This is a continuation of the description of our day trip from our
campground near Kasilof to the popular
town of Homer on the southwestern end of the Kenai Peninsula. We saw and
did so much again today that I'm dividing the photos and information
into several segments.
We didn't know how
long the weather would stay dry and the wind would be calm so our first
goal today was to explore Homer Spit, a very narrow strip of land that juts
out into Kachemak Bay for almost five miles. You can see what it looks
like from the hill above the town at the end of the page in the previous
Here's the AAA map
section of the western part of the Kenai Peninsula again so you can see
where we went today:
That doesn't show the Spit. You can see it on this more detailed map
from The Milepost
Note that north isn't straight up.
I'll put a map of the part of town on the mainland on the next page.
Just how narrow is Homer Spit?
When I say "narrow" I
mean an average of perhaps 300 feet wide along its length. It's
particularly skinny at the beginning near Coal Bay. I took this
picture as we were driving near the north (beginning) end of the Spit,
before we reached wider places where buildings are located:
It was a little bit wider before the infamous 1964 earthquake lowered
the level of land by four to six feet, requiring some of the flooded
buildings to be relocated. It also looked a little wider to us today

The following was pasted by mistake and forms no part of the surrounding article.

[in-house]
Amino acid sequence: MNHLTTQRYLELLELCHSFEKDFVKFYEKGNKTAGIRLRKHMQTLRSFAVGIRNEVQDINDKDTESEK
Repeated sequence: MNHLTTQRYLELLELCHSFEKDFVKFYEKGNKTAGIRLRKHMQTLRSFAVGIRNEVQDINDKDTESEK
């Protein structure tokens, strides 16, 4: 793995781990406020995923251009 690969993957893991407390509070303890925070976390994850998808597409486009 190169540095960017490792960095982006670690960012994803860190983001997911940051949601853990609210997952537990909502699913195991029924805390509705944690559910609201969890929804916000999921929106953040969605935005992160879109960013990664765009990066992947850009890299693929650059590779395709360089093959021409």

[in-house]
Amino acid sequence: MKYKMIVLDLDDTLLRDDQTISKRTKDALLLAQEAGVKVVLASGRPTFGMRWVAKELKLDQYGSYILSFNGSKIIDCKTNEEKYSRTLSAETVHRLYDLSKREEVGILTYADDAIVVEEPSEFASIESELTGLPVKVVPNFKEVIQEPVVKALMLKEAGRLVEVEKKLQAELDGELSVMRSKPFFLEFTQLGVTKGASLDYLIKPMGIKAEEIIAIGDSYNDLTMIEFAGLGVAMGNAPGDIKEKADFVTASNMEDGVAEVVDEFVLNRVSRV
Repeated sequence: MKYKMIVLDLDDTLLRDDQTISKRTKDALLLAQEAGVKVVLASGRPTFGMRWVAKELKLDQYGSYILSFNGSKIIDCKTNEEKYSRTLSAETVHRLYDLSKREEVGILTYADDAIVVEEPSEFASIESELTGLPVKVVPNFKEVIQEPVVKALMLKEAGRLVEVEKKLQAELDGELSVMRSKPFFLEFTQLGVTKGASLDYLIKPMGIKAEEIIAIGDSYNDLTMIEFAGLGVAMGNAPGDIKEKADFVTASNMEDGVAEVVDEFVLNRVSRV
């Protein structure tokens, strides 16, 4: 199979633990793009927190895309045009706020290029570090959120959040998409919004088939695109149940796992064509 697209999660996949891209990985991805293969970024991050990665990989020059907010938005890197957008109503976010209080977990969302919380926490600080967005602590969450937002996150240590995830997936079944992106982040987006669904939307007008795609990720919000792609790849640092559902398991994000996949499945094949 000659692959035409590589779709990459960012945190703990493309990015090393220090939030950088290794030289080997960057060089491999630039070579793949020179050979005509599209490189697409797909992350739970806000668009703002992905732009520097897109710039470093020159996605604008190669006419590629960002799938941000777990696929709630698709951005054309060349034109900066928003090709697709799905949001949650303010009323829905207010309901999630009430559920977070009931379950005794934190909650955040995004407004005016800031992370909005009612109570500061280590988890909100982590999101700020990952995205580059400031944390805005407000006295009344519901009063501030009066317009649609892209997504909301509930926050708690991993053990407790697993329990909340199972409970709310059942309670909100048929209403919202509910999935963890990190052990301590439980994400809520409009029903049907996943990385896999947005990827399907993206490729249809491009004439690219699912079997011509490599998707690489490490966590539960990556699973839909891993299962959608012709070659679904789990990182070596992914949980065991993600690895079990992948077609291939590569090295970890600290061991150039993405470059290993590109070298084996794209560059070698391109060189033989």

because the tide was fairly low while we were there.
The Spit is also
vulnerable to high winds and tides in Kachemak Bay that can vary up to 28 feet from
to very high. It has the second highest tides in the world and strong
currents. We also didn't want to be there if it was raining. The views would have
been even more limiting than they were while the sky was cloudy.
I'll talk more about why the Spit is an extremely popular tourist
destination in a minute.
HOMER'S SATURDAY FARMERS' MARKET
The Sterling Highway heads south and east through Homer, a town with a
year-round population of about 5,400 people. As with most Alaskan towns,
many thousands of visitors (not all at the same time, thankfully) swell
the ranks in the summer months.
The highway continues south to the end of the Spit. You simply cannot
drive any farther or you'll be in the Kachemak Bay.
Just before reaching the Spit we stopped at the Saturday farmers' market
on Ocean Drive. It was pretty busy at lunchtime today. From July to
September the market is open on Wednesdays, too. It is an interesting mix of
produce, seafood, other food products,
flowers, herbs, and handmade art/crafts:
For lunch we each had a bowl of yummy Thai salmon soup, described as fresh red
salmon in spicy Thai coconut with mushrooms and cabbage. I liked it so
much I got a second serving to take home for supper.
Jim also got some deep-fried cod and “chips” (potatoes) at another
booth. For dessert we had rhubarb coffee cake from yet another vendor.
We both sampled some
fresh salad greens and healthy condiments at a different booth:
Grazing was fun and probably less expensive than eating at one of the
sit-down restaurants on the Spit.
We enjoyed browsing
through the interesting booths with flowers, herbs, and other plants,
photos and paintings, quilts, and various other authentic, locally-made
Alaskan art and other products. Many artists live in this area so the arts scene
is described as "vibrant."
Note the ironing boards converted into tables.
The reflection of the trumpeter swans is a stunning photo,
not a painting.
We also had the
opportunity to talk with some local residents. They said they love
living here and don't
mind the winters because they are more moderate than in some other
parts of the state, thanks to the warming effect of all the surrounding